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'Make it a new Thanksgiving': Therapist gives advice on managing holiday anxiety, expectations

To help our mental health this holiday season licensed marriage and family therapist Laura Rhodes-Levin says focus on gratitude, appreciation and the positives.

PORTLAND, Oregon — The stress of this year is compounded these days with the added anxiety of the holidays.

This week, it's focused on Thanksgiving plans and what to do in the COVID-19 era. On Tuesday, a therapist offered advice for navigating tough decisions as a family.

Like everything in 2020, Thanksgiving will look different. As coronavirus cases spike, public health officials encourage people to stay home this holiday.

A week out, many Portlanders said they're heeding that advice.

"It's just been a year of changes for everybody. But we're just going to keep it low-key," said Rae Gonzalez. "We're following the guidelines and just staying in and going to do something simple -- make a turkey for my husband and I."

Some families plan to feast together virtually, which is what public health experts recommend you do with family outside your household.

"We are all going to have dinner at the same time and have the same dinner but do it at three different locations," said Scott and Ann Ehrhardt. "We’re a military family and we moved around a lot. And it's the first time in the last couple years we’re all in the same place at the same time and it really, you know, hurt the kids and grandkids that we can’t all be together at the same time."

RELATED: Tips for safely celebrating Thanksgiving amid COVID-19 pandemic

It's not an easy choice; given how tough the year has been, most people just want love and hugs from their family. But, of course, not all family members sit on the same page.

"Trying to decide what’s right for family and what’s right for the community and they don’t always go together right now," said Portlander Alexi Bien. "It's really tough, but just trying to be respectful of everybody's perspective and understanding that people may have different levels of comfort right now."

Lizzy and Kyle Conway have a baby on the way. They've been very cautious throughout their pregnancy. Normally, they celebrate holidays in Colorado with family. But this year isn't normal.

"They're all loud, it's a big house - that's going to be so weird, just the two of us," the Conways said. "That’s what makes it hard is just really sort of us being alone out here and them being there and us missing out. It’ll be something we think about, especially on Thanksgiving Day."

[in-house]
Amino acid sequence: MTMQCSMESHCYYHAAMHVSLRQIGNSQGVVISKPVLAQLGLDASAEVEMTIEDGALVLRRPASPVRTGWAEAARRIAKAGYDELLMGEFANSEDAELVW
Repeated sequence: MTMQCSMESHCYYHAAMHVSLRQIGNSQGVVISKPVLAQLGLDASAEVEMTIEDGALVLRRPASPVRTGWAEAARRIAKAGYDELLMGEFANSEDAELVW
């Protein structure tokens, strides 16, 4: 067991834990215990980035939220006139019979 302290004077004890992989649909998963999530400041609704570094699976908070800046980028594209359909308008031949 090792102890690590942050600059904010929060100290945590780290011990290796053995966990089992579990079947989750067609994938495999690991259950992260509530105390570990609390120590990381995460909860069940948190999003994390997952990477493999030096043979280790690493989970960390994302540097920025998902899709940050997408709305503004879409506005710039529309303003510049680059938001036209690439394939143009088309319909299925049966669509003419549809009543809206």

"You've got to do what makes you feel comfortable," said licensed marriage and family therapist Laura Rhodes-Levin. "And if you're the one person sitting across the room in a mask, that's OK! Everybody doesn't have to agree with you as long as you're feeling safe and comfortable."

Rhodes-Levin said there's anxiety around managing family members' expectations and making decisions about how to spend the holiday. Navigating conversations with family members this year could be challenging. If you're still trying to settle on what to do for Thanksgiving and how to tell your family, Rhodes-Levin said stop waiting, bite the bullet and go with your intuition.

"It's OK that people are upset," she said. "Setting boundaries is really healthy for everybody because when we don't set boundaries someone is always resentful. The best way to do that is to stay true to yourself."

To help our mental health this holiday season Rhodes-Levin said focus on gratitude, appreciation and the positives. We can do that by expressing gratitude for things we never realized mattered before.

She also recommended we spend time in nature and craft something for our family members who we can't visit with.

"This year everybody really reevaluated their value system and what’s important to you and that we need to try being grateful for things we've never been grateful for," Rhodes-Levin said. "Make it a new Thanksgiving, make it a new 'thanks.'"

"So often when we hear about the holiday season it's: how do we get together with the relatives and the fighting and the personalities," she said. "And now maybe we have a new appreciation for that."